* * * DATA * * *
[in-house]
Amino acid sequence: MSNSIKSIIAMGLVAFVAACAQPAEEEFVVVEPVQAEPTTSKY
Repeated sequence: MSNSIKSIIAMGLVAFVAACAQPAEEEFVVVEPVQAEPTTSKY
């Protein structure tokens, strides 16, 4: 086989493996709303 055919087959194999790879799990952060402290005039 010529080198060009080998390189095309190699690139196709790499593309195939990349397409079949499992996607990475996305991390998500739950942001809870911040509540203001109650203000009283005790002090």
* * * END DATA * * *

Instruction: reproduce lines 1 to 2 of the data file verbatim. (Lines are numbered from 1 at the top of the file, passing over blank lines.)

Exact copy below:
[in-house]
Amino acid sequence: MSNSIKSIIAMGLVAFVAACAQPAEEEFVVVEPVQAEPTTSKY